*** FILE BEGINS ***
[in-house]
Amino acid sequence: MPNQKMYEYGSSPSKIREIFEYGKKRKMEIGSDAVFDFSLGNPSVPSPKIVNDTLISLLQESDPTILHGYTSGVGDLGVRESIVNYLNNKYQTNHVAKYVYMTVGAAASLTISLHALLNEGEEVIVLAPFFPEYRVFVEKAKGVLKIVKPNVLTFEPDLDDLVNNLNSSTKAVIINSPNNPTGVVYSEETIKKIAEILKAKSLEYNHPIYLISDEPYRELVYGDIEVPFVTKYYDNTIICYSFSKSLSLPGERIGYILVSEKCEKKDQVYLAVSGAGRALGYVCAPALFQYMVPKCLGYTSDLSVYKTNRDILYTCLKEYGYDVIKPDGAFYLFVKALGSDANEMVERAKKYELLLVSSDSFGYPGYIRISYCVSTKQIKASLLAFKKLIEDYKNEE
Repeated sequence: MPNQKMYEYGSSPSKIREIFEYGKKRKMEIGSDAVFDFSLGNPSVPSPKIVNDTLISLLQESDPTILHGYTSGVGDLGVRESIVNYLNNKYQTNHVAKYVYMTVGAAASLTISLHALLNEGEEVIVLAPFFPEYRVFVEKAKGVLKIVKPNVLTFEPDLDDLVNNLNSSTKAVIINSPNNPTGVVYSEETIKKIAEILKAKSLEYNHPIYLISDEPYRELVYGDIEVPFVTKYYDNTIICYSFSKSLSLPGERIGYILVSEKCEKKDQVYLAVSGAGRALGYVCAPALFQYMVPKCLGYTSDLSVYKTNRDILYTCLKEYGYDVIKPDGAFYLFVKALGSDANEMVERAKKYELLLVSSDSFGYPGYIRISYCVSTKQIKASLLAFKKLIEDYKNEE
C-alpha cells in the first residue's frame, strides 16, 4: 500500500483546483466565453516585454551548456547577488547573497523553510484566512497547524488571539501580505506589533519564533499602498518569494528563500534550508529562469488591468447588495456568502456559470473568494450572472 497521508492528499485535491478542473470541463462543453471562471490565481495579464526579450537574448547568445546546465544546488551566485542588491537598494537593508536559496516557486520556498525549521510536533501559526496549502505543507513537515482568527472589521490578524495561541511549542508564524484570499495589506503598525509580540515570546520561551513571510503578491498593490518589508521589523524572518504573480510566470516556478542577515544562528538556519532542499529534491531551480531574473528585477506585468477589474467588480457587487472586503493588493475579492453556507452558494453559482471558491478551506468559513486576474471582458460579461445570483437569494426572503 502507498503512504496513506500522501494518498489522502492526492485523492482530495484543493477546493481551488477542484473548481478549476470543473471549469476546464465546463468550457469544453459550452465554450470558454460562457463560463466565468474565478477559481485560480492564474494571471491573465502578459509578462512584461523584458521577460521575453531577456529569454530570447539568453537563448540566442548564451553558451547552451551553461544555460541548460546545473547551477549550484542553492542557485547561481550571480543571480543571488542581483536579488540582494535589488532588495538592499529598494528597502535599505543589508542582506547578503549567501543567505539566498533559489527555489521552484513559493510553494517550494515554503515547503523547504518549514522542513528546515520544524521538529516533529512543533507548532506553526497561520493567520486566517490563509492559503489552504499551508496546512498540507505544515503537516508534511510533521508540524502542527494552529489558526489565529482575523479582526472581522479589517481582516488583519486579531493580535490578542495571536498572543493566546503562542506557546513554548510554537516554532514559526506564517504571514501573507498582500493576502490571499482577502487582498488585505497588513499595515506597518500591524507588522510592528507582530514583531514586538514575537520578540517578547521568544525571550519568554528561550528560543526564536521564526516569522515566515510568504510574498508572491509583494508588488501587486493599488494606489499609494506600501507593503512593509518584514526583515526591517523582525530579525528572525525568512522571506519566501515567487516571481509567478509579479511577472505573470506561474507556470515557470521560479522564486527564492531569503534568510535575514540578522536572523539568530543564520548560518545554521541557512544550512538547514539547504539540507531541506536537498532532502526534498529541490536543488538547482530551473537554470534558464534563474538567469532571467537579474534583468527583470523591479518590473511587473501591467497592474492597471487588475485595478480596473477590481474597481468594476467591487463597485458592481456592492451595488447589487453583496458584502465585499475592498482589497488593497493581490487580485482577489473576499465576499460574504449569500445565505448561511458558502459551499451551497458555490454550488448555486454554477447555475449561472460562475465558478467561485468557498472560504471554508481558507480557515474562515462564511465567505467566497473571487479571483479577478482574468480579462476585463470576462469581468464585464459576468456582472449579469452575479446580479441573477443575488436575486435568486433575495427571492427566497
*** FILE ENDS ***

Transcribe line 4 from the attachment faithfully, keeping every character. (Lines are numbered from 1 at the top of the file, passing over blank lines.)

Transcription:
C-alpha cells in the first residue's frame, strides 16, 4: 500500500483546483466565453516585454551548456547577488547573497523553510484566512497547524488571539501580505506589533519564533499602498518569494528563500534550508529562469488591468447588495456568502456559470473568494450572472 497521508492528499485535491478542473470541463462543453471562471490565481495579464526579450537574448547568445546546465544546488551566485542588491537598494537593508536559496516557486520556498525549521510536533501559526496549502505543507513537515482568527472589521490578524495561541511549542508564524484570499495589506503598525509580540515570546520561551513571510503578491498593490518589508521589523524572518504573480510566470516556478542577515544562528538556519532542499529534491531551480531574473528585477506585468477589474467588480457587487472586503493588493475579492453556507452558494453559482471558491478551506468559513486576474471582458460579461445570483437569494426572503 502507498503512504496513506500522501494518498489522502492526492485523492482530495484543493477546493481551488477542484473548481478549476470543473471549469476546464465546463468550457469544453459550452465554450470558454460562457463560463466565468474565478477559481485560480492564474494571471491573465502578459509578462512584461523584458521577460521575453531577456529569454530570447539568453537563448540566442548564451553558451547552451551553461544555460541548460546545473547551477549550484542553492542557485547561481550571480543571480543571488542581483536579488540582494535589488532588495538592499529598494528597502535599505543589508542582506547578503549567501543567505539566498533559489527555489521552484513559493510553494517550494515554503515547503523547504518549514522542513528546515520544524521538529516533529512543533507548532506553526497561520493567520486566517490563509492559503489552504499551508496546512498540507505544515503537516508534511510533521508540524502542527494552529489558526489565529482575523479582526472581522479589517481582516488583519486579531493580535490578542495571536498572543493566546503562542506557546513554548510554537516554532514559526506564517504571514501573507498582500493576502490571499482577502487582498488585505497588513499595515506597518500591524507588522510592528507582530514583531514586538514575537520578540517578547521568544525571550519568554528561550528560543526564536521564526516569522515566515510568504510574498508572491509583494508588488501587486493599488494606489499609494506600501507593503512593509518584514526583515526591517523582525530579525528572525525568512522571506519566501515567487516571481509567478509579479511577472505573470506561474507556470515557470521560479522564486527564492531569503534568510535575514540578522536572523539568530543564520548560518545554521541557512544550512538547514539547504539540507531541506536537498532532502526534498529541490536543488538547482530551473537554470534558464534563474538567469532571467537579474534583468527583470523591479518590473511587473501591467497592474492597471487588475485595478480596473477590481474597481468594476467591487463597485458592481456592492451595488447589487453583496458584502465585499475592498482589497488593497493581490487580485482577489473576499465576499460574504449569500445565505448561511458558502459551499451551497458555490454550488448555486454554477447555475449561472460562475465558478467561485468557498472560504471554508481558507480557515474562515462564511465567505467566497473571487479571483479577478482574468480579462476585463470576462469581468464585464459576468456582472449579469452575479446580479441573477443575488436575486435568486433575495427571492427566497